• New York

    I was more focused on whether or not we will achieve the elusive 14-0 season. I loved the way Bias ran the ball, tough as nails and tons of heart. Having a senior dominated O-line, WR Corps and QB will certainly relieve pressure on the rookie running back. We need to quickly develop a certain nastiness that is requisite for smaller programs to knock off upper division schools, and we need to display that from the very beginning.

  • 6power

    For those bloggers and prep football followers who were in the midst of things when the Maddox decision was made- much has gone unsaid about what was predicted then and how things now are.

    NY had wholeheartedly hoped to see Lujan get the job…but in his usual take the high road style – saw the decision as one he could support despite the initial disappointment. He remained true to his word.
    O-cat had not been happy with Garrison and in the 1st year was keen to point out the Maddox offense was one dimensional and lacked creativity – and that the touches needed better distribution. As the Maddox blanket began to coincidentally address some of the accuracies of what O-cat was saying…the Observant One noted the improvements just as he had the negative points earlier.
    As a once hated and heated adversary of the Monrovia football program, I have seen my team of choice falter and be sucked down a black hole past mediocrity and into a zone where even the simplest degree of football respect has been hard to find. Ram supporters have seen our proud program of fundamentals, self discipline and pride erode to what looks like intramural athletics. It seems some of the new faces at TC are not even aware of what once was – and are busy playing the “we don’t have any talent” card. The Rams have not had a pile of freshman talent in 25 years – but that had never stopped them from being comepetitive in past seasons. We have a good football coach I believe, but the program has spun so far away I am unsure it can EVER be brought back.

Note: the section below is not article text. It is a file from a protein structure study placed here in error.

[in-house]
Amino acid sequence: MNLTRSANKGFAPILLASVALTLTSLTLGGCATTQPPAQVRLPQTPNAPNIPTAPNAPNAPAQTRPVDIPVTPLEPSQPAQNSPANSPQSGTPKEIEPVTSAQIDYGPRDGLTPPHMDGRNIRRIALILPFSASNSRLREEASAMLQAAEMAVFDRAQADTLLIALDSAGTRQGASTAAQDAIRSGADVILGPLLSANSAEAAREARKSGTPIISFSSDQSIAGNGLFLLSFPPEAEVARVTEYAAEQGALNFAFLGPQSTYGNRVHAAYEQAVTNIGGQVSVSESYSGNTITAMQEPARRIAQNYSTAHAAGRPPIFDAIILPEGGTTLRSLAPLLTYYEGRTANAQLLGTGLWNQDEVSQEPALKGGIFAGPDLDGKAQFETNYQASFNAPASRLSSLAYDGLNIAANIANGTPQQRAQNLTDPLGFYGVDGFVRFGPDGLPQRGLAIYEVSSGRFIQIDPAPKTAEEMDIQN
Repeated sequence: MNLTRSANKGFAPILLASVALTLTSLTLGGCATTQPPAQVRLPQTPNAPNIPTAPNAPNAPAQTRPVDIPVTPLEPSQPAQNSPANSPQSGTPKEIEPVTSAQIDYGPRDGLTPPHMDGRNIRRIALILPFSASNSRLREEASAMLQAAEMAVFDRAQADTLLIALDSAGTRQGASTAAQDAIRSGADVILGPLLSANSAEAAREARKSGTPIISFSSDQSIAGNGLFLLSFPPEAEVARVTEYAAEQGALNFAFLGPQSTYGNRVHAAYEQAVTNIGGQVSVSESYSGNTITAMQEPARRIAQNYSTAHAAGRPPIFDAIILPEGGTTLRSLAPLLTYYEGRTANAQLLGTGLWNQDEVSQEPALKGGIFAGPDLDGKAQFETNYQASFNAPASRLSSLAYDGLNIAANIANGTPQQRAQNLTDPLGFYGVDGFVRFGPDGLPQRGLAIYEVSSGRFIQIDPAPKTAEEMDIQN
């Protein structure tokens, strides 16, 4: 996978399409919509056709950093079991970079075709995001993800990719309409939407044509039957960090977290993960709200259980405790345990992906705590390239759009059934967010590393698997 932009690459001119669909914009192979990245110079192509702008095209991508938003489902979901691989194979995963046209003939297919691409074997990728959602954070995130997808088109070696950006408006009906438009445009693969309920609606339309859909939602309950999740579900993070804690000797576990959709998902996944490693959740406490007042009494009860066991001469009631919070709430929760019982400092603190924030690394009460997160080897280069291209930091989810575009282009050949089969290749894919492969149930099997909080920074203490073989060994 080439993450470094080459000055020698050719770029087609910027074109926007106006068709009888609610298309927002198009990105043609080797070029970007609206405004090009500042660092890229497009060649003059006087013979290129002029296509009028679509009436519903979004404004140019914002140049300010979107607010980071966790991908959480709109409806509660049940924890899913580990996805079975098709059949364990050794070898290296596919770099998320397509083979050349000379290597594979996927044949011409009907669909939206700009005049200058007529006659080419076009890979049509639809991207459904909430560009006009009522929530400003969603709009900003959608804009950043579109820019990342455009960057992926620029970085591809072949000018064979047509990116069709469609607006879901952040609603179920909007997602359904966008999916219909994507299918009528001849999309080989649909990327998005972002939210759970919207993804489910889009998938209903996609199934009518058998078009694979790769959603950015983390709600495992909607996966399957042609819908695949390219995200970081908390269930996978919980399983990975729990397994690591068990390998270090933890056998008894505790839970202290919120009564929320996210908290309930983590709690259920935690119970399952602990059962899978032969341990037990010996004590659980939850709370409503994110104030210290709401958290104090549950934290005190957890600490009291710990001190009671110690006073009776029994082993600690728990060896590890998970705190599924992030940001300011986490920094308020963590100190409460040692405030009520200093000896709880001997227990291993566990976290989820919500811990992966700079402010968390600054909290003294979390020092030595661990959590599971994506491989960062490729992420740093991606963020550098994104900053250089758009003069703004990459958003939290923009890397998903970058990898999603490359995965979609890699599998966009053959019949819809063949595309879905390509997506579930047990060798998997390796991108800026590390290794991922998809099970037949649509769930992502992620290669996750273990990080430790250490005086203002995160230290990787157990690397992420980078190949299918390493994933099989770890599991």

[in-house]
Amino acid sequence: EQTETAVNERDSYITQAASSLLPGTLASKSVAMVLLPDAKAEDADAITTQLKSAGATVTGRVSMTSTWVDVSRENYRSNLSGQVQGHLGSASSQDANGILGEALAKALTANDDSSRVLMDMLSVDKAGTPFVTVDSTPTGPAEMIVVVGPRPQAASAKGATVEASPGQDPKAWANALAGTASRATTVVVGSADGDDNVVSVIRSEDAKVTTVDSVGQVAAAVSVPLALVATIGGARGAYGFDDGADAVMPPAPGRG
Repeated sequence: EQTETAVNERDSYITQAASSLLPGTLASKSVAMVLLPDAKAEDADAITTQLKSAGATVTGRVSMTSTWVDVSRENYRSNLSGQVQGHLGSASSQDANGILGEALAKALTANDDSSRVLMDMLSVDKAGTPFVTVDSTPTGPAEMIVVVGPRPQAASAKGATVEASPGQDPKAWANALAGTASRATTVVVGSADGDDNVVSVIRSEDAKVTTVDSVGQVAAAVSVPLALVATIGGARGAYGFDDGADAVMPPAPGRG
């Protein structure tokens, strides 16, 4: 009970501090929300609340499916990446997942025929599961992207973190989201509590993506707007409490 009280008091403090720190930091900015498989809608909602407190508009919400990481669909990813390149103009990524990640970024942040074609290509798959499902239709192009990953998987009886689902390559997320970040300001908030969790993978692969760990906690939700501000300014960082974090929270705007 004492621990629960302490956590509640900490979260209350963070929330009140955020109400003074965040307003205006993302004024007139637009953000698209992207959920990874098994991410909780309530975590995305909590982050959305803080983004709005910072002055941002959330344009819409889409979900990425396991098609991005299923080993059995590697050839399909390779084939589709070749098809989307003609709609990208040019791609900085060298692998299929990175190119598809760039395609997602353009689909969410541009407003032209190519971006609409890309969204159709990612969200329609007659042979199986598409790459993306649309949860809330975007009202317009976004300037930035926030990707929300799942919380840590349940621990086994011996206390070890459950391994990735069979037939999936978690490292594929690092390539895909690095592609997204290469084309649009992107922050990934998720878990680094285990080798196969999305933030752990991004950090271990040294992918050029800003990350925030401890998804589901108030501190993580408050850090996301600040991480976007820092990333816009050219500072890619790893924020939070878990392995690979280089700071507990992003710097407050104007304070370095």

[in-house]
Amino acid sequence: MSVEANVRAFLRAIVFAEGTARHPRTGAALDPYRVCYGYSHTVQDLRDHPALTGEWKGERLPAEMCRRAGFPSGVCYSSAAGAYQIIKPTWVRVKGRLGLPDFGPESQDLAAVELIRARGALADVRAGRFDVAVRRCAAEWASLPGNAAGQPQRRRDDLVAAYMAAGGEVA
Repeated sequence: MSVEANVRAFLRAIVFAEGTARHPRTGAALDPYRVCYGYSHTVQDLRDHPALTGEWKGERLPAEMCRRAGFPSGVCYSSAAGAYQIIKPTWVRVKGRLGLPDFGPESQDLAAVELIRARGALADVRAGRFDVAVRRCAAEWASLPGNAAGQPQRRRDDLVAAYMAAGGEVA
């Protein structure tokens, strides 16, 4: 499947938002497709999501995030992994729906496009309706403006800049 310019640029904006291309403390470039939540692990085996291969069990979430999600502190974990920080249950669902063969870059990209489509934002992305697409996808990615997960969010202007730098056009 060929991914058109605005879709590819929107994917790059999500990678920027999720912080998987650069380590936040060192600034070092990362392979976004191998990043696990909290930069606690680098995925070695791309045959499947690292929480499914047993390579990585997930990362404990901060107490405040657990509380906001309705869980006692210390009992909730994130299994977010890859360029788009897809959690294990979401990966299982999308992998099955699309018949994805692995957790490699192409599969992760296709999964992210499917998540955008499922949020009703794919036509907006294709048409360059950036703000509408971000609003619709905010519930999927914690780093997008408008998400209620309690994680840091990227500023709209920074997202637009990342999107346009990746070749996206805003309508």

The groundswell of improvement which has swept over the City of Monrovia and the Wildcat football program truly is truly one of the people by the people and shows what a common vision and a hard-ass work commitment can accomplish. It pains me to see the other side of this success, which is the history now being written at Temple City High School. A place where pettiness and short-sighted persons spit out sim-ple made decisions and then stacked poor decisions atop them. The new faces at TC are mostly unaware of what has been stolen from their kids and the legacy before them. Monrovians should be proud of their decision-makers and the fact their 9th graders future is one of a better environment – and definitely a football program that will bestow positive life lessons upon their child, win or lose.